62. Section 409.1-102(26), RSMo. (Cum. Supp. 2011), defines "Sale" as "every contract of sale, contract to sell, or disposition of, a security or interest in a security for value, and 'offer to sell' includes every attempt or offer to dispose of, or solicitation of an offer to purchase, a security or interest in a security for value."

  63. Section 409.1-102(28), RSMo. (Cum. Supp. 2011), defines "Security" as "a note; stock; treasury stock; security future; bond; debenture; evidence of indebtedness; certificate of interest of participation in a profit-sharing agreement; collateral trust certificate; preorganization certificate or subscription; transferable share; investment contract; voting trust certificate; certificate of deposit for a security; fractional undivided interest in oil, gas, or other mineral rights; put, call, straddle, option, or privilege on a security, certificate of deposit, or group or index of securities, including an interest therein or based on the value thereof; put, call, straddle, option, or privilege entered into on a national securities exchange relating to foreign currency; or in general, an interest or instrument commonly known as a 'security'; or a certificate of interest or participation in, temporary or interim certificate for, receipt for, guarantee of, or warrant or right to subscribe to or purchase, any of the foregoing."

  64. Section 409.3-301, RSMo. (Cum. Supp. 2011), states:

    It is unlawful for a person to offer or sell a security in this state unless:

    (1)The security is a federal covered security;

    (2)The security, transaction, or offer is exempted from registration under sections 409.2-201 to 409.2-203; or

    (3)The security is registered under this act.


  65. Section 409.4-402(a), RSMo. (Cum. Supp. 2011), states:

    It is unlawful for an individual to transact business in this state as an agent unless the individual is registered under this act as an agent or is exempt from registration as an agent under subsection (b).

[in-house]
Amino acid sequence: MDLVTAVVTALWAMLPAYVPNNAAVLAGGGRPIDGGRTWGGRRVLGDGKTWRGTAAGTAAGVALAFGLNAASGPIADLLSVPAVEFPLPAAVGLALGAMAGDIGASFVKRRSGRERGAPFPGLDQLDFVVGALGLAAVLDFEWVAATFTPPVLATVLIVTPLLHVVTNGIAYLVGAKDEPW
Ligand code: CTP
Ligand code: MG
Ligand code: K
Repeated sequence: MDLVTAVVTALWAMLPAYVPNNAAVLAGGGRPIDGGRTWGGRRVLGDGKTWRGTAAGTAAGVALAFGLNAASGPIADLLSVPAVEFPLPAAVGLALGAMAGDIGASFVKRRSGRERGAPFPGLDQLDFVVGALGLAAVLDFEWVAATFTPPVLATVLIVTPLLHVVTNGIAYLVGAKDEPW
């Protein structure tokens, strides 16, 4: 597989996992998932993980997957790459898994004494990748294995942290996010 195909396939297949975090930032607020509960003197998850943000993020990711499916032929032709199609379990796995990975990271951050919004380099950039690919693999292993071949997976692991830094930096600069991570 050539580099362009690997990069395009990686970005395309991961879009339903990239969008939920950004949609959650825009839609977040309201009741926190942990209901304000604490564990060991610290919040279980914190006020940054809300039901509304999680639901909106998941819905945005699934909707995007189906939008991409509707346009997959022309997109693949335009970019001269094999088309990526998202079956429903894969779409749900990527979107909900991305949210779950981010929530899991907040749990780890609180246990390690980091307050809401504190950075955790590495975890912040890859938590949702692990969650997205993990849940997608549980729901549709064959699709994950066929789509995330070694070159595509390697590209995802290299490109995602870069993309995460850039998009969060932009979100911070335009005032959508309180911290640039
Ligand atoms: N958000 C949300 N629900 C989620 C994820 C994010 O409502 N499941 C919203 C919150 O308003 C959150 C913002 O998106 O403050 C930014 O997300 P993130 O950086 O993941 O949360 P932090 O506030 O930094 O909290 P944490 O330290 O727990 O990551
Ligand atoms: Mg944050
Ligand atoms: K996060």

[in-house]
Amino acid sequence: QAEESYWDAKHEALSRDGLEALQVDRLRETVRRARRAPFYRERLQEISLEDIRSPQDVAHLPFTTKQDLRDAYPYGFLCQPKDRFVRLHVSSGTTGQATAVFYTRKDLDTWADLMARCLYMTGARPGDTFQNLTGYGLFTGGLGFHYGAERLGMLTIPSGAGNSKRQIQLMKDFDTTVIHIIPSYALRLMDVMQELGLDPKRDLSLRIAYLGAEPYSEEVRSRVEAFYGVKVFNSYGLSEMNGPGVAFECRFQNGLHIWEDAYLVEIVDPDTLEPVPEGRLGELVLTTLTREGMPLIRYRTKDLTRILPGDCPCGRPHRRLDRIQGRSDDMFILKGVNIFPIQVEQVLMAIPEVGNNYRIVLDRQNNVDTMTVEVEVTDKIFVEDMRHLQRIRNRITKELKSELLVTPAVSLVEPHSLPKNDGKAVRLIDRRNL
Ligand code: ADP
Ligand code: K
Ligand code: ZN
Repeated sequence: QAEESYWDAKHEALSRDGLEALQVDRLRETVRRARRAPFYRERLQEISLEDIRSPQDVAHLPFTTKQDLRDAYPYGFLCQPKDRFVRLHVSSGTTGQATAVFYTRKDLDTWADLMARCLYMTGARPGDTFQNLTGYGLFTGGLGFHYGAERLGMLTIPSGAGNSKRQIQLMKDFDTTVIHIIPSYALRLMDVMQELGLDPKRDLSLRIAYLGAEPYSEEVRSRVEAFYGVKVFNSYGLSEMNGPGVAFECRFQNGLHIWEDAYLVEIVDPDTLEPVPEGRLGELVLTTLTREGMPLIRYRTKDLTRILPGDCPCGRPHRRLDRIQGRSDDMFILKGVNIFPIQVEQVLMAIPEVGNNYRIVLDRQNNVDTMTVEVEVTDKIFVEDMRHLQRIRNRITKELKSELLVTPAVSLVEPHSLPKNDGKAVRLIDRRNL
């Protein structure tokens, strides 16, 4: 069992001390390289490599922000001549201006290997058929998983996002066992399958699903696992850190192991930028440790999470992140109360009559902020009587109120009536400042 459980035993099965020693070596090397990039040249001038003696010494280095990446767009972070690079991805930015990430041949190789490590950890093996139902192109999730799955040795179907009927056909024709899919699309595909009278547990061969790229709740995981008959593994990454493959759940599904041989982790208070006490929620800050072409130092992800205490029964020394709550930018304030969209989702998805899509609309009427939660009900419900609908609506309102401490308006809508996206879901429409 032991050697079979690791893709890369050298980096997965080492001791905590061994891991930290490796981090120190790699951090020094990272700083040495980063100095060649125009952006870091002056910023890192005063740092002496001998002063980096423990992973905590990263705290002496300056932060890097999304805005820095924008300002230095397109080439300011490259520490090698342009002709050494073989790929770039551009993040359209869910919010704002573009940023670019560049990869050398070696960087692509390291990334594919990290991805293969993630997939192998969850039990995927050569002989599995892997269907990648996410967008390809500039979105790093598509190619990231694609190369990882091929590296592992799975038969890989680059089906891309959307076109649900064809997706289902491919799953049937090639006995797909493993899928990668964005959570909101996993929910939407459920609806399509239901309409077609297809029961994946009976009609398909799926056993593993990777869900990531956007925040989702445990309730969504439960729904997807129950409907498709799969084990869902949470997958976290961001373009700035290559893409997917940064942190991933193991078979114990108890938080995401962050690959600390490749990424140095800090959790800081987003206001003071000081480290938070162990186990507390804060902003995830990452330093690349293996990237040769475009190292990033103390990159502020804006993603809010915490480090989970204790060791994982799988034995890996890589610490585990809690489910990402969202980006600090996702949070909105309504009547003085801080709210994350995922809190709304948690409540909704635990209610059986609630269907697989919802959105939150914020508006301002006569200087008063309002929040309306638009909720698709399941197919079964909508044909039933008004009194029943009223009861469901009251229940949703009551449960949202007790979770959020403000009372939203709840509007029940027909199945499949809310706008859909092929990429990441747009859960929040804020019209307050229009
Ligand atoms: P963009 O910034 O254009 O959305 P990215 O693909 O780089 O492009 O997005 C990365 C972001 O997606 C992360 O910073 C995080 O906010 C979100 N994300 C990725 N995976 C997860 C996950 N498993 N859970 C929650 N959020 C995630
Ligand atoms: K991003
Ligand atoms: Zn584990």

66. Section 409.4-402(d), RSMo. (Cum. Supp. 2011), states:

    It is unlawful for a broker-dealer, or an issuer engaged in offering, selling, or purchasing securities in this state, to employ or associate with an agent who transacts business in this state on behalf of broker-dealers or issuers unless the agent is registered under subsection (a) or exempt from registration under subsection (b).

  67. Section 409.5-501, RSMo. (Cum. Supp. 2011), states:

    It is unlawful for a person, in connection with the offer, sale, or purchase of a security, directly or indirectly:

    (1)To employ a device, scheme, or artifice to defraud;

    (2)To make an untrue statement of a material fact or to omit to state a material fact necessary in order to make the statement made, in the light of the circumstances under which it is made, not misleading; or

    (3)To engage in an act, practice, or course of business that operates or would operate as a fraud or deceit upon another person.


  68. Section 409.6-601, RSMo. (Cum. Supp. 2011), states:

    (a)This act shall be administered by the commissioner of securities who shall be appointed by and act under the direction of the secretary of state, and shall receive compensation as provided by law.


  69. Section 409.6-602, RSMo. (Cum. Supp. 2011), states:

    (a)The commissioner may:

    (1)Conduct public or private investigations within or outside of this state which the commissioner considers necessary or appropriate to determine whether a person has violated, is violating, or is about to violate this act or a rule adopted or order issued under this act, or to aid in the enforcement of this act or in the adoption of rules and forms under this act;

    (2)Require or permit a person to testify, file a statement, or produce a record, under oath or otherwise as the commissioner determines, as to all the facts and circumstances concerning a matter to be investigated or about which an action or proceeding is to be instituted;

    (3)Publish a record concerning an action, proceeding, or an investigation under, or a violation of, this act or a rule adopted or order issued under this act if the commissioner determines it is necessary or appropriate in the public interest and for the protection of investors;

          . . .
    (b)For the purpose of an investigation under this act, the commissioner or its designated officer may administer oaths and affirmations, subpoena witnesses, seek compulsion of attendance, take evidence, require the filing of statements, and require the production of any records that the commissioner considers relevant or material to the investigation.


  70. Section 409.6-604, RSMo. (Cum. Supp. 2011), states:

    (a)If the commissioner determines that a person has engaged, is engaging, or is about to engage in an act, practice, or course of business constituting a violation of this act or a rule adopted or order issued under this act or that a person has materially aided . . . an act, practice or course of business constituting a violation of this act . . . the commissioner may:

    (1)Issue an order directing the person to cease and desist from engaging in the act, practice, or course of business or to take other action necessary or appropriate to comply with this act;